Kids with abdominal migraine should maintain a diary of the date and time of migraine attacks, foods that triggered the attack, what they were doing before the attack, if they took any new medication, or any stressful or anxious events happening in their life.

  • Kids can avoid the foods which trigger abdominal migraine.

  • Lifestyle changes can help prevent migraine attacks.

  • Kids should eat nutritious food with a lot of fiber. Daily exercise and getting enough sleep may help in preventing the attacks.

  • Drinking plenty of fluids is necessary.

  • Medicines that prevent migraine headaches may also prevent abdominal migraines if the child takes them daily.

Those include:

  • Propranolol.

  • Topiramate is approved for children over 12 years of age.

Abdominal Migraine vs. Migraine Headache

Abdominal migraine and migraine headache have the same causes beginning in the neurological system. Migraine headaches are characterized by pain in one side of the head. People with migraine headaches are sensitive to light and sound and experience an aura that includes vision changes. In abdominal migraine, the pain is around the belly button. In both types, pain is severe and disturbs normal day-to-day activities. Although the symptoms are different, the diagnosis and treatment of abdominal migraine are similar to migraine headaches.


Abdominal migraine can have a significant impact on day-to-day life. Children may miss school and other activities. It is unclear what causes abdominal migraine, but the symptoms are treatable with medication. There are many methods to prevent and interrupt abdominal migraine attacks. Prognosis is usually good in children.

Frequently Asked Questions


Is a Migraine in the Abdomen a Serious Condition?

Migraines in the abdomen are frequently abrupt and rather severe. They may strike with no prior warning. However, it is not harmful but might be stressful or impairing. The majority of the children have been reported not to experience abdominal migraine after childhood. However, studies also reveal developing migraine headaches in these children during adulthood.


How Can One Stop a Migraine in the Stomach?

Abdominal migraine can be managed using the following methods
- Adequate sleep.
- Reduced exposure to screens.
- Proper hydration.
- Medications like pain-relievers belonging to the class of NSAID (non-steroidal anti-inflammatory agents) or Acetaminophen, medications belonging to the triptan class (e.g., Eletriptan, Sumatriptan) or over-the-counter anti-nausea drugs.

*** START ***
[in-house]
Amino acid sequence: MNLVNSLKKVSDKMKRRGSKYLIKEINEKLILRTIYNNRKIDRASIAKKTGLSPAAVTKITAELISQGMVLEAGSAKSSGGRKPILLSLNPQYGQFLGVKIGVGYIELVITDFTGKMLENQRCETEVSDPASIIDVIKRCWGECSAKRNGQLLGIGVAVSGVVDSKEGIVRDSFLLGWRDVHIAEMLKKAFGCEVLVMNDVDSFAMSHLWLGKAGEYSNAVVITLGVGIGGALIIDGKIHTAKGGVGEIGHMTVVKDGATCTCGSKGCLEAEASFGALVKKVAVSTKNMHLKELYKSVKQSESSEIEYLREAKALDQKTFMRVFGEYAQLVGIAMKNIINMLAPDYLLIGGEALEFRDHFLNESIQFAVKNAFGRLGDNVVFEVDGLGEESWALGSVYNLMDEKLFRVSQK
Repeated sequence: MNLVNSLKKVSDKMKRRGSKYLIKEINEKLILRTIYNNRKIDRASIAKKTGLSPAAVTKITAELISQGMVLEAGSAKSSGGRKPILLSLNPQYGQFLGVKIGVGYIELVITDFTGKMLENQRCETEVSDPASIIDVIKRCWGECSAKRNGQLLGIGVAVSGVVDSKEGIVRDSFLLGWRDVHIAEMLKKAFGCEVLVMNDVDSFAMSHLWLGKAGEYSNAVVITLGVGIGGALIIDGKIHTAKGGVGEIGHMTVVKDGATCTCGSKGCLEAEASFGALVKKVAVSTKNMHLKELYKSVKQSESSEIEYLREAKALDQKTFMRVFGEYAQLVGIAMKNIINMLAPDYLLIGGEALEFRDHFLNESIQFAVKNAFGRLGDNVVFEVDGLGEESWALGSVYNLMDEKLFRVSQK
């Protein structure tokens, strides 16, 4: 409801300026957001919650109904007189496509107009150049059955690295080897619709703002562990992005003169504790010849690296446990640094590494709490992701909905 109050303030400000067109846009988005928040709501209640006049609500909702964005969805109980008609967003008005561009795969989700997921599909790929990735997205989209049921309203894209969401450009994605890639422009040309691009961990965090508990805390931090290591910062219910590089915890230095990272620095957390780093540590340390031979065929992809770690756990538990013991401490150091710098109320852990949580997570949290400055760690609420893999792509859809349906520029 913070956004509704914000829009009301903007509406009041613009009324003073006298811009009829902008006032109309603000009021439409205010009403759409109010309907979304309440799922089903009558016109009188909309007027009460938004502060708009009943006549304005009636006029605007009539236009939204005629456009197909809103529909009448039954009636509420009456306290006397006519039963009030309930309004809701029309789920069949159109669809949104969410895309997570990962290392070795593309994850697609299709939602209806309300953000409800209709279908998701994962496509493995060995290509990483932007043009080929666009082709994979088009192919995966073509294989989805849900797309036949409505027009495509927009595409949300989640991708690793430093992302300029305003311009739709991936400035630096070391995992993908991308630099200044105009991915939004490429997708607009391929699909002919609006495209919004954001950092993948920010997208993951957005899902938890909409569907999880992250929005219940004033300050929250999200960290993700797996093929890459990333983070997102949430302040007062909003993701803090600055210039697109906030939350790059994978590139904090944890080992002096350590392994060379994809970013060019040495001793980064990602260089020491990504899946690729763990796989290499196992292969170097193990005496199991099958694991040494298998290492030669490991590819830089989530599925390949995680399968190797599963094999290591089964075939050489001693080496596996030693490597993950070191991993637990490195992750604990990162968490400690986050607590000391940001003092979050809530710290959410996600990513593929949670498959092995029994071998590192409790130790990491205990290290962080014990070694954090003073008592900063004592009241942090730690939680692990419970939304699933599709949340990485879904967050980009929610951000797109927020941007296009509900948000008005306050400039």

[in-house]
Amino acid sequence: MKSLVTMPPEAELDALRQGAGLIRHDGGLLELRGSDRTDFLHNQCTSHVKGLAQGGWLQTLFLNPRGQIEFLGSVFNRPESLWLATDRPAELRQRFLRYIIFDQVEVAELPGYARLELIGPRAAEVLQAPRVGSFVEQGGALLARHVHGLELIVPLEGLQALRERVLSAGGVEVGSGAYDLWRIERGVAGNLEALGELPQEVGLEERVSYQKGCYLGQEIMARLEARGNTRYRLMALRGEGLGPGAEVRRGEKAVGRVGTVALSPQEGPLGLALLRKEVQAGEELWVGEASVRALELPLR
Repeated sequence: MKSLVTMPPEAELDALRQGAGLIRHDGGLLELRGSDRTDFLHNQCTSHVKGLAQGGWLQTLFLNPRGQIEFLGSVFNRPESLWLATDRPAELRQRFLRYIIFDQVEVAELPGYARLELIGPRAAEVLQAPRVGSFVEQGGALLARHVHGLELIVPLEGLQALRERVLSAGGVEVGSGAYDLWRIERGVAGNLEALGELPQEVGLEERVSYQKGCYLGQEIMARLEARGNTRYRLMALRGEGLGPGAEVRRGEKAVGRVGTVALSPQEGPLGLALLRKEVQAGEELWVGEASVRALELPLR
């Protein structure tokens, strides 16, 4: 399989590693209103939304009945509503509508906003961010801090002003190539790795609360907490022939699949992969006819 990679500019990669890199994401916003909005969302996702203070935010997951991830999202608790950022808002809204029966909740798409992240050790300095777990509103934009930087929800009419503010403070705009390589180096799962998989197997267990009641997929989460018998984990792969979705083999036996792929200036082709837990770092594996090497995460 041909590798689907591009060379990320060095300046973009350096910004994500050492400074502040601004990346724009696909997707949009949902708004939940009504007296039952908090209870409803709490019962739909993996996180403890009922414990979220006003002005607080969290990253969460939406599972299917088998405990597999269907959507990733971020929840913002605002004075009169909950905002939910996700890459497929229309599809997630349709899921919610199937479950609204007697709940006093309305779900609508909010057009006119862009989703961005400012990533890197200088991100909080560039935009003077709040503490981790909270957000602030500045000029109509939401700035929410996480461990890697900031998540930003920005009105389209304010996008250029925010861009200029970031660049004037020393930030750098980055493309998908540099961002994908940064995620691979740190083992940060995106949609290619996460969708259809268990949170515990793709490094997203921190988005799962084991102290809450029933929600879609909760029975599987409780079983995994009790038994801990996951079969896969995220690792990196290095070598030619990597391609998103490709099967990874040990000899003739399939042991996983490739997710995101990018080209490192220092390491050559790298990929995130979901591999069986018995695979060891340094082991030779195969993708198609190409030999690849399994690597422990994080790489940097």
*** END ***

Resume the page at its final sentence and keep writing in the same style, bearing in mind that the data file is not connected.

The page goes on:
Are Migraines in the Abdomen Neurological?

The exact etiology of abdominal migraines is not yet established. However, there is a connection that exists between the stomach and the brain. Further investigations are required to assess the relationship between the neurological influence causing gut migraines.


What Foods Cause Migraines in the Abdomen?

Studies have shown that the consumption of certain foods can trigger an abdominal migraine. They include caffeine, chocolate, monosodium glutamate (MSG), and processed foods. Hence, identifying and avoiding such triggers can help reduce the frequency of abdominal migraines.


Do Migraines in the Abdomen Go Away?

They last 17 hours on average. The pain can be excruciating, making daily tasks difficult. Children are mostly affected by migraines, with the first episode typically occurring between the ages of three and ten. However, the majority of kids appear to outgrow the problem


Can One Frequently Experience Stomach Migraines?

The episodes of abdominal migraine can vary between children. Some may experience it frequently, followed by weeks to months without attacks, whereas, in some children, these migraines can occur in a periodic manner. Intake of food triggers that can cause the migraine can also affect the frequency of the attack.


Can Stomach Migraines Be Caused by Dehydration?

Dehydration is reported to be a strong trigger for developing abdominal migraine. Staying hydrated and avoiding other causative triggers can help prevent these attacks. Always talk with the doctor if abdominal migraines become more frequent or severe.


Why Is It Called a Migraine in the Abdomen?

Abdominal migraine involves episodes of mild to severe stomach pain characterized by nausea and vomiting. It differs from regular migraine attacks because head pain is not typically a symptom. It is mostly seen in children.


Are Stomach Migraines Common?

Abdominal migraines are considered less common. The disorder affects one percent of adults and two percent to five percent of children. It has also been reported that abdominal migraines in childhood can increase the risk of developing migraine headaches in adulthood.


Where Does a Migraine in the Abdomen Occur?

The area of the stomach where the pain from an abdominal migraine typically occurs is around the belly button. It may be mild to severe and feel like a dull discomfort or soreness. Additionally, there may be pallor, nausea, vomiting, and loss of appetite.

Last reviewed at:
05 Jun 2023  -  4 min read